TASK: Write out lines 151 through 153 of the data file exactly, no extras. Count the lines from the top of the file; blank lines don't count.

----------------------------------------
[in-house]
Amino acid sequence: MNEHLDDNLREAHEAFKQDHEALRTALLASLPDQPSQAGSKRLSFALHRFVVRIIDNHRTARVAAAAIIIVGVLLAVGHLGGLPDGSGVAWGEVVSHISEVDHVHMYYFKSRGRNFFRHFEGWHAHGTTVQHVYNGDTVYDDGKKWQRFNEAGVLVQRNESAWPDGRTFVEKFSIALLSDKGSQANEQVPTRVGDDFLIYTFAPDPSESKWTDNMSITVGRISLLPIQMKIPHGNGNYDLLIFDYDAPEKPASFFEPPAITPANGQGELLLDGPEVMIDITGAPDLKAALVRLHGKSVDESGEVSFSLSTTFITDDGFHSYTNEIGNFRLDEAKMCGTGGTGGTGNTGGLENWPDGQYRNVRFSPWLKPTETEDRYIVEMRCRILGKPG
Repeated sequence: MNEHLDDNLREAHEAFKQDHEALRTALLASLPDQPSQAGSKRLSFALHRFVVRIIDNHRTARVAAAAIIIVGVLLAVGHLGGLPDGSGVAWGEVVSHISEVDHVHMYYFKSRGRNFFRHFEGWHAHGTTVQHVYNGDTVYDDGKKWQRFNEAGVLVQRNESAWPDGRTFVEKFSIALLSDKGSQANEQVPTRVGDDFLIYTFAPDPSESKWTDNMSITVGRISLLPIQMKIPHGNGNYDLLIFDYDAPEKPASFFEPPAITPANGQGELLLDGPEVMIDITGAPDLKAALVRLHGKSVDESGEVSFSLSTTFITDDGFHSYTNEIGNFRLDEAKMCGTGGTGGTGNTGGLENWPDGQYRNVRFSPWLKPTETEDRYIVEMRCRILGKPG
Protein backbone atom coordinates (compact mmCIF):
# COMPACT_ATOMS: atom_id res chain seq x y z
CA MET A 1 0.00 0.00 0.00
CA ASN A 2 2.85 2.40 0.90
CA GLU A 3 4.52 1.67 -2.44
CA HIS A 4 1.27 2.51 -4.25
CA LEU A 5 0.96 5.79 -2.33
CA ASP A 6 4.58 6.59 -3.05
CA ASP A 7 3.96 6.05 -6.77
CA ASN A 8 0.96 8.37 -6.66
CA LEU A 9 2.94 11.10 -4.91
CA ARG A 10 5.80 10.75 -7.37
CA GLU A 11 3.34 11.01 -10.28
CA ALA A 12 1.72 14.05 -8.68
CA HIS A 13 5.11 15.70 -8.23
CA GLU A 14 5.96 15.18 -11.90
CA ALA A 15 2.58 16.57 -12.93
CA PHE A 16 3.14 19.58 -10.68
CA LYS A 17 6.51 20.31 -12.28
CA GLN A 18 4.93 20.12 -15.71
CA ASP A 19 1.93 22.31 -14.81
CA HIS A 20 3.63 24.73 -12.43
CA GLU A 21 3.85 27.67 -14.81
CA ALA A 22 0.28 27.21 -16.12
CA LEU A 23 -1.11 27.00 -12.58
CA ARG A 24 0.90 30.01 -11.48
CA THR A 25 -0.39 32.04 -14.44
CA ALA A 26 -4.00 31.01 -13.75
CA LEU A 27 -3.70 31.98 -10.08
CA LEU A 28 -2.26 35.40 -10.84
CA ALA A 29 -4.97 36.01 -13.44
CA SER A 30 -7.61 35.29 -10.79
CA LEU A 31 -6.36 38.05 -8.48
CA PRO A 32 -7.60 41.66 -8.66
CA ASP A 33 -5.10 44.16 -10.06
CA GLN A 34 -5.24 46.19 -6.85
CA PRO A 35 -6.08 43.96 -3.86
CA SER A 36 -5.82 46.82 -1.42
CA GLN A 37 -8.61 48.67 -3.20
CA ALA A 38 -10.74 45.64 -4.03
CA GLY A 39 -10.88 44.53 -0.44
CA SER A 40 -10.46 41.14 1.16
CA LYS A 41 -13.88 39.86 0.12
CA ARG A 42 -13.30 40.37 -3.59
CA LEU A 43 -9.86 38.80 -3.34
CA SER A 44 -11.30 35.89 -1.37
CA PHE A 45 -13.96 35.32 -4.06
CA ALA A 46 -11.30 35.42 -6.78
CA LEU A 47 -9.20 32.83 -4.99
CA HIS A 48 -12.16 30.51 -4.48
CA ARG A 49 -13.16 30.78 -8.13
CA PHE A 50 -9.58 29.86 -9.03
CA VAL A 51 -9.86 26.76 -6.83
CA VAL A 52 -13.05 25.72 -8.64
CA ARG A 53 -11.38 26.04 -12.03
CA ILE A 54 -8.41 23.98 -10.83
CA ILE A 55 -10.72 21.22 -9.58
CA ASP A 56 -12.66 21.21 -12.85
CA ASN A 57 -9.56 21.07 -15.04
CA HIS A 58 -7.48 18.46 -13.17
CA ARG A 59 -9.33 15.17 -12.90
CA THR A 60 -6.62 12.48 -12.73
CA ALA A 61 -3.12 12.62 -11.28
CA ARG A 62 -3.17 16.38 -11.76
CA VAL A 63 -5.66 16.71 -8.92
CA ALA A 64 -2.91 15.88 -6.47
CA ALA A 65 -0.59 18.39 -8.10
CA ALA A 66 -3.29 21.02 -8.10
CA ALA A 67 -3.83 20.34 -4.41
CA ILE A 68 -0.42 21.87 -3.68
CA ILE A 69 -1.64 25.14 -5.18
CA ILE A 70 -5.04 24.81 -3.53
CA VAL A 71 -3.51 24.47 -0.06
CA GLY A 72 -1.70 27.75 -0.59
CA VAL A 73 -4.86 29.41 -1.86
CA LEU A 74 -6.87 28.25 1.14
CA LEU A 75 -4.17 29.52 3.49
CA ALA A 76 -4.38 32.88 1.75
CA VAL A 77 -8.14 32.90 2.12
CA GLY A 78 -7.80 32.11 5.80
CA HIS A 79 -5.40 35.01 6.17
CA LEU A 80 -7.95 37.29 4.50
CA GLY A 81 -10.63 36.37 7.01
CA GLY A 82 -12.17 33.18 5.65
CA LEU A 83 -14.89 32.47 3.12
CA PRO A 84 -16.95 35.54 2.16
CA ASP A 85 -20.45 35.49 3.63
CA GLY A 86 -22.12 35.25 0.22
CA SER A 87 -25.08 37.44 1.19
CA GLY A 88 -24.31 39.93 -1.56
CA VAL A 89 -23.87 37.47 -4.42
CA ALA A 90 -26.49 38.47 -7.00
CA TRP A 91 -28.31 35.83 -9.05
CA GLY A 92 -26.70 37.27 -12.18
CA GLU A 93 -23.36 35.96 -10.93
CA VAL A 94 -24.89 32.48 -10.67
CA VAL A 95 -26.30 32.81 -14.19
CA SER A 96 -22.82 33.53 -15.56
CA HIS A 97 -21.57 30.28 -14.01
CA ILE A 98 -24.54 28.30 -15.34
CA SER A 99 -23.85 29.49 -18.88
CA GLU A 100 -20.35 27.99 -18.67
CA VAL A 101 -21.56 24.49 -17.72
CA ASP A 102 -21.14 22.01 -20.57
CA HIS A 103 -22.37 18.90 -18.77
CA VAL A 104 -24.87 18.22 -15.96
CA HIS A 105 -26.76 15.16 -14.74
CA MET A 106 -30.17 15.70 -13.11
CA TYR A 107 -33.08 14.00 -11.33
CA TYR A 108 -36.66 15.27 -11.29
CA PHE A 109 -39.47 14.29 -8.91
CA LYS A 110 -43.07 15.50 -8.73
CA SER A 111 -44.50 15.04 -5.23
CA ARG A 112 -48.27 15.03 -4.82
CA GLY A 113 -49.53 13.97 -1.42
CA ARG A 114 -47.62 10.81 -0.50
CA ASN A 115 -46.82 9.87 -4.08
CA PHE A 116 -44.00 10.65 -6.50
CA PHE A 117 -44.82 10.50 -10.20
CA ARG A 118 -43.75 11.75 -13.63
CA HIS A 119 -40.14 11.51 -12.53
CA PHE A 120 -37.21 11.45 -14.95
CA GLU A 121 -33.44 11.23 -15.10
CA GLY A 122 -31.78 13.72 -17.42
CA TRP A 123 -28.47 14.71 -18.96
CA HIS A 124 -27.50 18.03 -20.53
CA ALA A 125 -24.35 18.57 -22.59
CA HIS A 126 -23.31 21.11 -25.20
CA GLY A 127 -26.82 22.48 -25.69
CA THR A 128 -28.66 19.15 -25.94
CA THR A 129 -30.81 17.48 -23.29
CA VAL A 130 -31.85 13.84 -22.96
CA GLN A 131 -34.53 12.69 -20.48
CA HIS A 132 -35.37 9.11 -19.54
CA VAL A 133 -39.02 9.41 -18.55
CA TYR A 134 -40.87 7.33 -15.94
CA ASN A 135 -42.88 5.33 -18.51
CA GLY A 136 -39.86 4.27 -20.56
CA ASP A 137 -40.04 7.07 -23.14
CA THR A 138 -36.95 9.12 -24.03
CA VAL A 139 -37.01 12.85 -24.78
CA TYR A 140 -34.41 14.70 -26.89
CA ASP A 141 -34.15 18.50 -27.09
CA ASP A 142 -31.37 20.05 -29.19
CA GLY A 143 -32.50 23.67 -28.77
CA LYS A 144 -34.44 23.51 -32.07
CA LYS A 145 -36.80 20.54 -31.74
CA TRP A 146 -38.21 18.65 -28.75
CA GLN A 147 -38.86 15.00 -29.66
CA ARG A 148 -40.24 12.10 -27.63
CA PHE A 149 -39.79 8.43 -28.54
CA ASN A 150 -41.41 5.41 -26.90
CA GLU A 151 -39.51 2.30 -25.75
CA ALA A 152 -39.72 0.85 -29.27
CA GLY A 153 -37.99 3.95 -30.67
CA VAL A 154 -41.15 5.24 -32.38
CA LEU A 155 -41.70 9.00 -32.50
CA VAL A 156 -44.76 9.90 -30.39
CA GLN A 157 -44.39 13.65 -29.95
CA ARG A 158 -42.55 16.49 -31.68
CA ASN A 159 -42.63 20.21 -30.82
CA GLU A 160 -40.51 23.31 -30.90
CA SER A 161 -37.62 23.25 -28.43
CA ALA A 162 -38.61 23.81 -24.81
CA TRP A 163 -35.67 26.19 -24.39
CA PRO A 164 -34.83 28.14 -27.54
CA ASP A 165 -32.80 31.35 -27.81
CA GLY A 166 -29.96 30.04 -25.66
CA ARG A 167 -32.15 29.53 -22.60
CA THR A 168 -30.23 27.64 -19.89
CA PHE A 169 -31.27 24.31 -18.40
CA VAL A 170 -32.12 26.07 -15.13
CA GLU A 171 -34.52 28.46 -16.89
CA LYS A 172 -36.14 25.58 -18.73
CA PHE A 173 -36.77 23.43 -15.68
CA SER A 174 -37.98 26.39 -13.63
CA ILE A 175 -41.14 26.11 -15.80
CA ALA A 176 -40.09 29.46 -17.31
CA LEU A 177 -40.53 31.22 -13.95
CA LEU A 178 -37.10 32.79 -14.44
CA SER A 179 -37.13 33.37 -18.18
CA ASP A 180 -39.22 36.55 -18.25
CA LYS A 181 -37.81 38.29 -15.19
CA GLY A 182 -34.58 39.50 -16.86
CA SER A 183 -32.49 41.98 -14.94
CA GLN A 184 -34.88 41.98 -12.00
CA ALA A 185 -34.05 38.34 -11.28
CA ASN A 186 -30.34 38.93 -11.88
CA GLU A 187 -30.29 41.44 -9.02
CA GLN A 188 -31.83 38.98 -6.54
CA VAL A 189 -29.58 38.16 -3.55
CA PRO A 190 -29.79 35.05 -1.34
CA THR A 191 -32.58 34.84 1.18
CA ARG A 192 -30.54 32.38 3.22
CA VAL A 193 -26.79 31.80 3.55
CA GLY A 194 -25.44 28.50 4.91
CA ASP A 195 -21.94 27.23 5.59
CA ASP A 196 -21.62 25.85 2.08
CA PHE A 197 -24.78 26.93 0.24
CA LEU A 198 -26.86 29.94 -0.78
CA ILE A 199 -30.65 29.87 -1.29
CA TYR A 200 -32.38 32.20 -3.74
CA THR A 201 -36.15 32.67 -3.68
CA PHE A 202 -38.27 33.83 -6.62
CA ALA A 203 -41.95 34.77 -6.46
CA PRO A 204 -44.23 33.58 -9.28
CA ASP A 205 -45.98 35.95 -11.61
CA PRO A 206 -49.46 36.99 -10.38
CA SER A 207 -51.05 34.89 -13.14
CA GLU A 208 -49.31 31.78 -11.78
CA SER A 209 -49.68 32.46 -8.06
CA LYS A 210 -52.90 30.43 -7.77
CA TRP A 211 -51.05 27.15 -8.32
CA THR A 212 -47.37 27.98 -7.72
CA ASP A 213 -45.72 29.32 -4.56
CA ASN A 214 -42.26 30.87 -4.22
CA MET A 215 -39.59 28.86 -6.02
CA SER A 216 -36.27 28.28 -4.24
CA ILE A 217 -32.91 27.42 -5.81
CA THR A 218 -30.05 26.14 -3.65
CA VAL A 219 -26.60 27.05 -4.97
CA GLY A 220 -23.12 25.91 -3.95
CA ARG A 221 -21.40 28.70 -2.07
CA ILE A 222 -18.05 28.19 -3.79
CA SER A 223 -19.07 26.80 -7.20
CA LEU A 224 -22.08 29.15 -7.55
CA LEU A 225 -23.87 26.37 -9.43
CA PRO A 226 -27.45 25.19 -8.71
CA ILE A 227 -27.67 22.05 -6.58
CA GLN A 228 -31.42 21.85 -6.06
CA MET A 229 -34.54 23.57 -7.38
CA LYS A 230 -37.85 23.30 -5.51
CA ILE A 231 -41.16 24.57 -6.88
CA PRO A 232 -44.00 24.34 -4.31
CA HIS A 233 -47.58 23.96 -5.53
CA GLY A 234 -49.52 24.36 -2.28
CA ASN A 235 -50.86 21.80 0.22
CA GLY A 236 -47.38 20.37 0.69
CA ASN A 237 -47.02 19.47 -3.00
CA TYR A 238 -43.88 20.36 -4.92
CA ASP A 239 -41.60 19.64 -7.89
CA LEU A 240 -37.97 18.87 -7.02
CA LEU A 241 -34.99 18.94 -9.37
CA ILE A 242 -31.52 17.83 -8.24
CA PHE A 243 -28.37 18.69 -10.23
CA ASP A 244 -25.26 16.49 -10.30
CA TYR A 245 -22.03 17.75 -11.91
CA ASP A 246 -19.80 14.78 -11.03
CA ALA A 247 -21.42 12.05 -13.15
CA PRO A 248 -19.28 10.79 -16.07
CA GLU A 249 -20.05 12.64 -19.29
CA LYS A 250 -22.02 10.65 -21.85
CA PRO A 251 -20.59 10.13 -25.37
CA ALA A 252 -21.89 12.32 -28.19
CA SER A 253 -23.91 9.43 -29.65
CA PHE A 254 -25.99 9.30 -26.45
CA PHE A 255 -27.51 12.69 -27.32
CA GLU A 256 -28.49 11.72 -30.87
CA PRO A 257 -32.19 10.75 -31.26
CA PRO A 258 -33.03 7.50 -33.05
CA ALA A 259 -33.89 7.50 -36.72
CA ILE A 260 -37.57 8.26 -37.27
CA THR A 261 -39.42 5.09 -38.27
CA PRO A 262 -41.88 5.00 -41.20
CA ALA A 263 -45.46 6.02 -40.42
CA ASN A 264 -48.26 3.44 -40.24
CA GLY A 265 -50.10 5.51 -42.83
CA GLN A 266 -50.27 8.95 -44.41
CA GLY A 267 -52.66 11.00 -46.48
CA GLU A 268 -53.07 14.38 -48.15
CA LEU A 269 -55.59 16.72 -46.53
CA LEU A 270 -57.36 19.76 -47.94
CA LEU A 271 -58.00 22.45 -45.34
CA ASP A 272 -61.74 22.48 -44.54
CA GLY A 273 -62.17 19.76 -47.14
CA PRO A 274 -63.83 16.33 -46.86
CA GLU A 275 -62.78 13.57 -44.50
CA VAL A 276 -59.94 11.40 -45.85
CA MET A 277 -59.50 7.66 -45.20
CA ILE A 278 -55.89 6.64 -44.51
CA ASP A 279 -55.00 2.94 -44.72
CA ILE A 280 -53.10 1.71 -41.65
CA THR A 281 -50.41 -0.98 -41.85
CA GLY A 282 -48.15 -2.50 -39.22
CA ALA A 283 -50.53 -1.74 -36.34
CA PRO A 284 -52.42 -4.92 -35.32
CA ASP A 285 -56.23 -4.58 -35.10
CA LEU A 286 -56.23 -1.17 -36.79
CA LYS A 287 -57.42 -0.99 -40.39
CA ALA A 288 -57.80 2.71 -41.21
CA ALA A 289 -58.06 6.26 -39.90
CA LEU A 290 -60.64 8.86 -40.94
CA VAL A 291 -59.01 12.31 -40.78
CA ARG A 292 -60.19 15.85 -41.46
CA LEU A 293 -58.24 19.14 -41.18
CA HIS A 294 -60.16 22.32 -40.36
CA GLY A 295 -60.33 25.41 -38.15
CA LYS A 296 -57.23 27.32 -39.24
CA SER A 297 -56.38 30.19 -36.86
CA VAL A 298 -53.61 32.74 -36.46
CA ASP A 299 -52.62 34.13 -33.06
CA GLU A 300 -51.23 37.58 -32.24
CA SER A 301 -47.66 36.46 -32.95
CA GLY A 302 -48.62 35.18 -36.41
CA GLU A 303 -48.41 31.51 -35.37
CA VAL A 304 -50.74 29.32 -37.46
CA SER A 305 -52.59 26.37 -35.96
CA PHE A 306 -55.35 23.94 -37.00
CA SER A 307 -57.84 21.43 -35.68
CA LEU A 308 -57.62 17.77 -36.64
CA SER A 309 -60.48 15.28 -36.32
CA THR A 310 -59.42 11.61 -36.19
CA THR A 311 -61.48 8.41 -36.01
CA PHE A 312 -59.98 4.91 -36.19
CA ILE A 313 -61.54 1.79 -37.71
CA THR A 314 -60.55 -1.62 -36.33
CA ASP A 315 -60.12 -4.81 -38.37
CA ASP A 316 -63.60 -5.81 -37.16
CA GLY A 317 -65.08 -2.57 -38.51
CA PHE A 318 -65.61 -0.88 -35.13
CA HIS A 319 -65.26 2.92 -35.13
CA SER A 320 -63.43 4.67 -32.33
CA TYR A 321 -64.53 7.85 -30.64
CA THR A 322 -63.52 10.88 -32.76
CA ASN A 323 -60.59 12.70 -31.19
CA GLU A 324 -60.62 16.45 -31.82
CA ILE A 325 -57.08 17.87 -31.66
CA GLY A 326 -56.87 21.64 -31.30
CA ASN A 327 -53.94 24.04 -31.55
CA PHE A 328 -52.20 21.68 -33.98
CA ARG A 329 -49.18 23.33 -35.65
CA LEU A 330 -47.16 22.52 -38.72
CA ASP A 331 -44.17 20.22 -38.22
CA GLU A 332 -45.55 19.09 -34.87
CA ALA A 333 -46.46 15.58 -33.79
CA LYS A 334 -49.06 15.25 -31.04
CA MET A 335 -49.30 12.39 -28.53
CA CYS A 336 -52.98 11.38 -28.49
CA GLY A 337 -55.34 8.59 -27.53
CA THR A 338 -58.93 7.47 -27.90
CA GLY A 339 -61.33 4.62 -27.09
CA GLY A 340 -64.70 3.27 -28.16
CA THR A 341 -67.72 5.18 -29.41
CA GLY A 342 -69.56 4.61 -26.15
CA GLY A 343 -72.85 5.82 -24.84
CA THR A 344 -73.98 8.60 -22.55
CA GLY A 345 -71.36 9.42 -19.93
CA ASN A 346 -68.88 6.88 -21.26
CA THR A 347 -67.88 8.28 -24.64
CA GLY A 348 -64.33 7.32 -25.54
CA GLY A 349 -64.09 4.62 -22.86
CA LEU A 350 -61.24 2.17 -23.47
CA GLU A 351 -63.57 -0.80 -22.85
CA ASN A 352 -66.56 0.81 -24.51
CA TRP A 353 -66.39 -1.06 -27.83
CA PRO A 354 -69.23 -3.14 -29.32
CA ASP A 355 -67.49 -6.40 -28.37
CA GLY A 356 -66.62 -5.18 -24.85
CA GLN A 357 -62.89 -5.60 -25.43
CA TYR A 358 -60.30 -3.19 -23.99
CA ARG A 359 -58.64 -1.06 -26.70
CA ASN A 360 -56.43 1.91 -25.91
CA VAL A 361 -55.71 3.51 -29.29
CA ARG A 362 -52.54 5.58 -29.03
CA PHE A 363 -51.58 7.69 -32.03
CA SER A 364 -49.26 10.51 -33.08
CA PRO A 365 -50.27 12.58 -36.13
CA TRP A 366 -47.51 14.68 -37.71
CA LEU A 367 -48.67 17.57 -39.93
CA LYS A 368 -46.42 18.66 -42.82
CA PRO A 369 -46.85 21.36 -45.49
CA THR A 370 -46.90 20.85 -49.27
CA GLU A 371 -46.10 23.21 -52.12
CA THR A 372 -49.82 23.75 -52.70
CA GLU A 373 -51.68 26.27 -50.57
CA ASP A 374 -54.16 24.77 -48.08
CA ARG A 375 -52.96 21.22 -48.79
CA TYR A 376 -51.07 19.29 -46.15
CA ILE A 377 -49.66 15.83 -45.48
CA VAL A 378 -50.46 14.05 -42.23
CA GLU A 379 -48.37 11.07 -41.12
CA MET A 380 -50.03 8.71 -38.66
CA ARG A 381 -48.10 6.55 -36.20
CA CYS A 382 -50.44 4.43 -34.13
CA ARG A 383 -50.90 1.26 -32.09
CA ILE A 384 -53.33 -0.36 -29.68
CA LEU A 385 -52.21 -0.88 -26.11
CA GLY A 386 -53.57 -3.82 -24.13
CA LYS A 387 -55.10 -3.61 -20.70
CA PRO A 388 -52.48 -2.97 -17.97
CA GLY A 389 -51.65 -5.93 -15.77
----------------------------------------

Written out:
CA TRP A 146 -38.21 18.65 -28.75
CA GLN A 147 -38.86 15.00 -29.66
CA ARG A 148 -40.24 12.10 -27.63